I think they meant as long as one rider isn't the only one winning people will actually watch the races. If you know that such and such junior is gonna win 12 out of 13 races without afight that entire season, what's the purpose of watching.
Some one did make wankle motorcycles, I think it was Norton. I can use my internet savvy and hunt it down if anybody is interested. I am surprised that the wankle has not been used more, it has a good power to weight ratio.
norton's rotary-engined machines (ca. 1987-91) were built for street and track. the classic (naked, air-cooled) and commander (touring, full faired,liquid-cooled) were street versions, they also had an 'f1', liquid-cooled race replica. both were 588 cc twin rotor jobs. the full race versions won the uk formula 1 championship in 1989, the machine also took a solid 2nd in the 1990 iom senior tt. an nr750 or mv f4s serie oro might be real rare and exotic, but the norton rotaries are even more unique. the rest of the norton story is tragic, and not for this tread.
I think that the "stagnation" that has come about in GP's is more to do with the rule book than the use of two strokes. But I have to say that I for one welcome the inclusion of Four strokes and the advances in engine technology and motorcycle design that this will bring. The main reason for the change has not been the fact the racing has become boring or the class has become stagnated but simple because the two stroke engine is seen to be the "dirty" option and not enough of the huge costs involved in development on the track lead to development on the road, where as a direct link can be seen between the development of GP1 four stroke engines and road bikes. Everybody knows that the two stroke engine is by far the most efficent configuration for the production of horsepower but the development costs are lost as far as road bikes are concerned. With regard to the comment that 500 GP is "slow", compared to what ?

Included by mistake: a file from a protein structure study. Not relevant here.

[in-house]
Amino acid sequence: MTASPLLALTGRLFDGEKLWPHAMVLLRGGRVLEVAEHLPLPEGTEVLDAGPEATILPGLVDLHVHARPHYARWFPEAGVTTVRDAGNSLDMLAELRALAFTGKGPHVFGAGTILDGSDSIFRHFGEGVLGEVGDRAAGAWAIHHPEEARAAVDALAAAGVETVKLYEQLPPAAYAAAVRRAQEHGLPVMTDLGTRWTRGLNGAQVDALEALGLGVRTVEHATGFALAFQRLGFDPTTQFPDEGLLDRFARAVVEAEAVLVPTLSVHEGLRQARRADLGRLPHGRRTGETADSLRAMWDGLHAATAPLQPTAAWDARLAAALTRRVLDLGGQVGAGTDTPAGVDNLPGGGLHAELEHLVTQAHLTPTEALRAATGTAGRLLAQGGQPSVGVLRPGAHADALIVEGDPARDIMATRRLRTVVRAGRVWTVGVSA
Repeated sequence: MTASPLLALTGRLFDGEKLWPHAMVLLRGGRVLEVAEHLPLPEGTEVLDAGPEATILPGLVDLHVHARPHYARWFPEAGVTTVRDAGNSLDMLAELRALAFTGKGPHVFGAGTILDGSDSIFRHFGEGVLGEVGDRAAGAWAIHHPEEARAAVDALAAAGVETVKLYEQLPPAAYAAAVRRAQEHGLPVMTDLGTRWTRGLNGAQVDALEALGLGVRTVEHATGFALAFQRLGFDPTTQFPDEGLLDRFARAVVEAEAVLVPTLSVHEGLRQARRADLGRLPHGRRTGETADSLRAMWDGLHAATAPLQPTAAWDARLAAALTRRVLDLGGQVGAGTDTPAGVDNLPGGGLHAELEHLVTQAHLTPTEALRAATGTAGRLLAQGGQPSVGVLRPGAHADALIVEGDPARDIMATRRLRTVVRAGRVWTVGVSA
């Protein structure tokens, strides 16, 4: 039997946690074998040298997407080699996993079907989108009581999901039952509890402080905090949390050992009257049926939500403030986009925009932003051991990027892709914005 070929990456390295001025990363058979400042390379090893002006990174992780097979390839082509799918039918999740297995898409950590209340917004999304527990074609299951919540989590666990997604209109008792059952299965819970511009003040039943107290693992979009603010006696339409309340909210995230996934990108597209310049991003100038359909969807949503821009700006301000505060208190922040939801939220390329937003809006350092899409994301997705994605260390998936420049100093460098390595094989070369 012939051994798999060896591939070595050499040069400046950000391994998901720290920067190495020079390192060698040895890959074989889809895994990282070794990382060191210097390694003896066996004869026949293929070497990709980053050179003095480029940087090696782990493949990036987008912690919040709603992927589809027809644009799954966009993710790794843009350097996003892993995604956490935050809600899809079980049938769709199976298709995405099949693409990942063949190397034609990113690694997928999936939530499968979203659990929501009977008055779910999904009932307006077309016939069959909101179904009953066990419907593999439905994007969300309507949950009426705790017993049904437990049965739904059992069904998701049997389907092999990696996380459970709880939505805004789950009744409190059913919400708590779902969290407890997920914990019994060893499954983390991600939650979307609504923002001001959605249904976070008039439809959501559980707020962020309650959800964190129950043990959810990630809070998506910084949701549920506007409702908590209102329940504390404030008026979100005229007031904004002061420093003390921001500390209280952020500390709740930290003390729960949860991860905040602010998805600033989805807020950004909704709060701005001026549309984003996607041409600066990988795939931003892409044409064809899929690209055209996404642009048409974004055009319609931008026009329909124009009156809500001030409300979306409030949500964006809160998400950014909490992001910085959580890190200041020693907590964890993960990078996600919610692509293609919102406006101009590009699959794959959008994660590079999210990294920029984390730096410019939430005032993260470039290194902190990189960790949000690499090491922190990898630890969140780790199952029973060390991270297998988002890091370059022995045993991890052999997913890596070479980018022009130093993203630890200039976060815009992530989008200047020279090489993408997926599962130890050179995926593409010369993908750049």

One of the reasons for the demise of the Norton Rotary Race bike was the fact that it was ultimately kept uncompetitive at international because the japanese factories, who dispite what everyone thinks control motorcycle racing would not except the fact that the Norton was in fact only 588cc. When you take this into account the performance of the machine was even more amazing, the rotary 588 was clocked at 197mph at the Northwest 200 being riden by Robert Dunlop. Other factors also saw the end of this bike not least of all lack of money and support from Norton itself, the Wankel engine is also very difficult to get through current emissions tests and keep the power. The team was alway run on a shoe string and for some years the "race shop" was the old kitchen area at the Norton factory. If anybody ever got to hear the thing at a race circuit then it is a sound you will never forget, I had the privilege to be overtaken by Tervor Nation at a Brands Hatch practice day many years ago and it is something that will live with me for ever, the shear noise and heat generated by the thing was scary. The exhaust gas temperature was something like 1200 degrees C. A great shame we will never see it's like again.